As we're now deep into November it can be difficult to find a location for a Saturday outing with the kids. So after a recommendation from a friend we decided to try the Centre for Computing History in Cambridge. This also afforded us the opportunity for the excitement of a train ride from Hitchin and with the weather on our side, we set off on the 30min ride (and mile long walk) to see what it had on offer.

We were pleasantly surprised with what we found with every significant console from 1977 onwards plugged in and ready to play. The working Big Track and Oculus were big favourites too. The hands on nature of the museum definitely meant we had plenty to keep us occupied as I lost three rounds of Street Fighter 2 Turbo against my daughter!

I was particularly struck with how these old machines were all still in perfect working order. Some of them were around forty years old yet were in perfect working order. they certainly don't make them like they used to!

The importance of building something with the focus being on longevity also struck me when I visited the Mersey Gateway project last week. The marketing team there rolled out the red carpet for me. I even went up the forty or so stories to get a view from the pylon (not recommended for those with a fear of heights!) The work being carried out there is awe inspiring and the team and I managed to share some good practice as well.

So, how does all this relate to the world of digital marketing? Well, the message for me is that when designing new web services longevity is key. Too often companies design a website and leave it to rot only to completely redevelop it and to then start the cycle again.

This is not a sustainable work ethic as it means having to continually budget for a large scale revamp. More importantly it means the website is not allowed to develop based on the behaviours of the users. It's not 'future-proof'.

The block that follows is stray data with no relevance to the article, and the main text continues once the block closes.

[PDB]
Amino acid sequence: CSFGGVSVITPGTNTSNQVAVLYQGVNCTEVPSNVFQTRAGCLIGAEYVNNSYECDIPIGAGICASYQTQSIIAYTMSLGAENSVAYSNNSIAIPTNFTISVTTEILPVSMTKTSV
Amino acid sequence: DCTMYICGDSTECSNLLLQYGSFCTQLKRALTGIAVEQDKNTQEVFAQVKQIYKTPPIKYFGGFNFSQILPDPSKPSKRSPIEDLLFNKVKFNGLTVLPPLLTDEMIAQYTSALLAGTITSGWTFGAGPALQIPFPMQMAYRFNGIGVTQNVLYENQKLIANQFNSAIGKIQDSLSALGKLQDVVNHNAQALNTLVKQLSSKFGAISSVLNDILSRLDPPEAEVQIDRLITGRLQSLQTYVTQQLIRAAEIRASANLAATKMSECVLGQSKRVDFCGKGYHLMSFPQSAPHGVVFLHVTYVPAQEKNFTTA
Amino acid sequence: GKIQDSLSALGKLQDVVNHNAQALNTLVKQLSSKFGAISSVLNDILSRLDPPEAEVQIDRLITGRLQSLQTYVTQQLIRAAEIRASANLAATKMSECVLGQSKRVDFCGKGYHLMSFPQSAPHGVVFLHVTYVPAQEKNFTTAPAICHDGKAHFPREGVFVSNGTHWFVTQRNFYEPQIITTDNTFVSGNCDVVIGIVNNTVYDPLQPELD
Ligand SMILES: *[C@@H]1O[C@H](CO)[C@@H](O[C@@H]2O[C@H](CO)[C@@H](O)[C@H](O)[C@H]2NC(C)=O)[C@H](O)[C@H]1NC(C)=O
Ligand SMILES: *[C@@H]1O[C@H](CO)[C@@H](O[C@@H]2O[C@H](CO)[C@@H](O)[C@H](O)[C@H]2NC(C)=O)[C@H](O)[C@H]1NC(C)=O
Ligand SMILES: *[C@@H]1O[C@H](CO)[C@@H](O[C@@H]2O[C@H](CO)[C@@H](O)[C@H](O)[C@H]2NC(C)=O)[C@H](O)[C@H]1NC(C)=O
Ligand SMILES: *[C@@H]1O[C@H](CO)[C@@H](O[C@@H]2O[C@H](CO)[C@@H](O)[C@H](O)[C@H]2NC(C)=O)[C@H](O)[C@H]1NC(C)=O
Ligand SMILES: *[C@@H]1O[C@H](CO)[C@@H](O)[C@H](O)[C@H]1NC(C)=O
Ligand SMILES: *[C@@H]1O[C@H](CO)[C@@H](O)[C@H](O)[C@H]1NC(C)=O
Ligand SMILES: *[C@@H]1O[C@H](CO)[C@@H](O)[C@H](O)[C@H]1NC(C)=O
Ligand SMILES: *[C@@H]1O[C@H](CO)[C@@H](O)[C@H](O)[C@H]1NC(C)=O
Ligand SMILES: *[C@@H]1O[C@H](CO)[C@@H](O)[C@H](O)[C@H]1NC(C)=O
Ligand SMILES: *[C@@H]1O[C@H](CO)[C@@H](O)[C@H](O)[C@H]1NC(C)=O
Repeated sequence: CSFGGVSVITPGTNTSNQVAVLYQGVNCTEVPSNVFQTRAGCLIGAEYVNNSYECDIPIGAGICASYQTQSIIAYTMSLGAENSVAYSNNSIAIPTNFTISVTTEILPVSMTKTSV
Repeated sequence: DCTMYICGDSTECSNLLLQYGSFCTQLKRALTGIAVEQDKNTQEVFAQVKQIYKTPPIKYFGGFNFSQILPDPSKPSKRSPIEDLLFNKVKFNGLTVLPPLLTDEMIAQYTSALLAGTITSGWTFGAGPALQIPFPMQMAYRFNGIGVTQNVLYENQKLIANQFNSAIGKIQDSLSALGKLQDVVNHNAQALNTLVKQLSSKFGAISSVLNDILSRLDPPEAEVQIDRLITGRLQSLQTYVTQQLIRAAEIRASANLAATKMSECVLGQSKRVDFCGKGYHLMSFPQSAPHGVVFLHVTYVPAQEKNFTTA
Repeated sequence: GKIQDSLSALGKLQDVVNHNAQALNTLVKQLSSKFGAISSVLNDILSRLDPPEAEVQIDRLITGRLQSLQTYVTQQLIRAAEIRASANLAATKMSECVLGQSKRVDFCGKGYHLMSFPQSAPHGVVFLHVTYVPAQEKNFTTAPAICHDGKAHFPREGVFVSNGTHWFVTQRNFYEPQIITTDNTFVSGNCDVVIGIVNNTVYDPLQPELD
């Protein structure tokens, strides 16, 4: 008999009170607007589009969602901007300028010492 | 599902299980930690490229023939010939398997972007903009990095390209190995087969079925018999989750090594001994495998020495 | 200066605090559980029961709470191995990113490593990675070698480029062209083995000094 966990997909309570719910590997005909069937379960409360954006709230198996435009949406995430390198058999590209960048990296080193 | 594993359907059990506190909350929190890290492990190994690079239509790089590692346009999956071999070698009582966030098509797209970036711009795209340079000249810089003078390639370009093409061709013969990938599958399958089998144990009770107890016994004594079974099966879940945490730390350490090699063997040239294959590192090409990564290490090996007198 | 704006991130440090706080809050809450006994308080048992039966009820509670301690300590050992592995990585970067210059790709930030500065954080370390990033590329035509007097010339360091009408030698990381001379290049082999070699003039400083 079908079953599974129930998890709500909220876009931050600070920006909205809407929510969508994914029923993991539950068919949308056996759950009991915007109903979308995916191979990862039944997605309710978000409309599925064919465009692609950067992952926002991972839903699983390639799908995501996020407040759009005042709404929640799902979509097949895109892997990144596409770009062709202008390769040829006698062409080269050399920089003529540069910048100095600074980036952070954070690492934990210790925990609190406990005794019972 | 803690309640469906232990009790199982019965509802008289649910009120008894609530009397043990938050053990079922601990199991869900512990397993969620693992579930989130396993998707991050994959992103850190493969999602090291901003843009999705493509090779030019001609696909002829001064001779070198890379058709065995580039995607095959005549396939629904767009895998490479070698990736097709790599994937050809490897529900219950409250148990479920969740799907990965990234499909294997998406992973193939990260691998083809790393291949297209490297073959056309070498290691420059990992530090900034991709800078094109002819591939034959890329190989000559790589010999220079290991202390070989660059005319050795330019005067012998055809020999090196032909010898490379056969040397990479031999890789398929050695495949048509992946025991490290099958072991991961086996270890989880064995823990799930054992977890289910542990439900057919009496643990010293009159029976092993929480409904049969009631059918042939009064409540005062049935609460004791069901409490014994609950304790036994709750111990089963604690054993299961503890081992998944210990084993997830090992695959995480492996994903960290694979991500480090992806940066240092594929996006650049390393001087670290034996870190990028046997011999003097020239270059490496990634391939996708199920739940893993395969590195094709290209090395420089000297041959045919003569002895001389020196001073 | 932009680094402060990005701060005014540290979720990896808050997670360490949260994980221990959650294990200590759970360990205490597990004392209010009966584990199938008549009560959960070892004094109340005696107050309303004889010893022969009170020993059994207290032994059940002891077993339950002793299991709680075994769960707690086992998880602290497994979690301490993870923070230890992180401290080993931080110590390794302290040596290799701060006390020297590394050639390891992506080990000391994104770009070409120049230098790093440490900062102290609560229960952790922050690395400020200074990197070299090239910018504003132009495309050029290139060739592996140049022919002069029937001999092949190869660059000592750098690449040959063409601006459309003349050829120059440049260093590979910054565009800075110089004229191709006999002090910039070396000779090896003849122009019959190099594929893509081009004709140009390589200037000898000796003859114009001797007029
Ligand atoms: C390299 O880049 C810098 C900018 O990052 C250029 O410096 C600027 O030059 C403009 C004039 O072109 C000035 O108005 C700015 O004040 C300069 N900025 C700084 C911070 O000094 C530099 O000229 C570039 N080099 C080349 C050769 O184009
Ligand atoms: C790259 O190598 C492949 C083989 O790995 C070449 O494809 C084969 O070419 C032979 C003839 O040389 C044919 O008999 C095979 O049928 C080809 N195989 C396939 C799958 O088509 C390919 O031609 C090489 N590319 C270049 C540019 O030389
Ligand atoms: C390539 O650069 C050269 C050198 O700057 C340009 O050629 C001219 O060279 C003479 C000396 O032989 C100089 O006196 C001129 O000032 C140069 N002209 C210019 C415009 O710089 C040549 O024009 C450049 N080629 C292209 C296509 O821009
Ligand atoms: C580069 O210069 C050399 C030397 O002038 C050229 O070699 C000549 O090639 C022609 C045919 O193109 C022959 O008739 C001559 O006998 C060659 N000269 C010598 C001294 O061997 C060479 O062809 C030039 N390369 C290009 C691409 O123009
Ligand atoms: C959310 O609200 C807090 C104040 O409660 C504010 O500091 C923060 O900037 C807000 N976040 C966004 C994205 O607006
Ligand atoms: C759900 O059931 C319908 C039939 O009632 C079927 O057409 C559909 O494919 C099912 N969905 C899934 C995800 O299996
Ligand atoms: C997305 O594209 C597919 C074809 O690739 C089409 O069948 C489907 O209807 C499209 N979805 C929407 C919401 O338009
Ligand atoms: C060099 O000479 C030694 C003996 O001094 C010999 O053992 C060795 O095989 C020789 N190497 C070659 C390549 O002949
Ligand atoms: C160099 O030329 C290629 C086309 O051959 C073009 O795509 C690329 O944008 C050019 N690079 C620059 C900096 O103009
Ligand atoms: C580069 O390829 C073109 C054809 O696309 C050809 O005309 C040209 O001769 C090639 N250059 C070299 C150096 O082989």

With this in mind we need to look beyond simple, fixed scope projects and instead focus on continual testing and iteration. This method is the ethos of all big B2C companies where they look to evolve their web services rather than to redesign them.

Lean UX explained which aims
for the delivery of the product first
Generally the ethos there is to begin with a Minimum Viable Product. Essentially starting small with few features then relying on gathering insights to advocate/prioritise features. This is particularly useful in campaigns where starting small and learning in stages ensures the best hit rate and value for money. These basic principles are the basis of an excellent new book entitled 'Lean UX' which contains various case studies as an alternative to agile project management.

Of course, the hard bit is selling this approach into senior management. if you're unveiling a new website then they expect to see it with all the bells and whistles attached. By educating them that delivering a staged approach is due to be more cost effective with the developments dictated by users you can reference other agile approaches. For example, we use this method for our social media content planning. Our three month content calendar contains all our important milestones but otherwise a lot of our content is penciled in.

This means we can then reassess and priortise content which is likely to achieve a greater level of engagement. This works in a similar way to an ongoing snagging list when buying a new build home. Our colleagues at Kier Living have this part of the process written in their contracts- without them they would be walking away from their commitments. No-one gets it right first time.

In digital marketing the most important thing will always be the ability to test and learn. This can also relate back to the retro-gaming experience offered at the Computing Centre in Cambridge. If you lose one round of Street Fighter 2 to your seven year old daughter then there's always the chance to learn for your mistakes for round two...!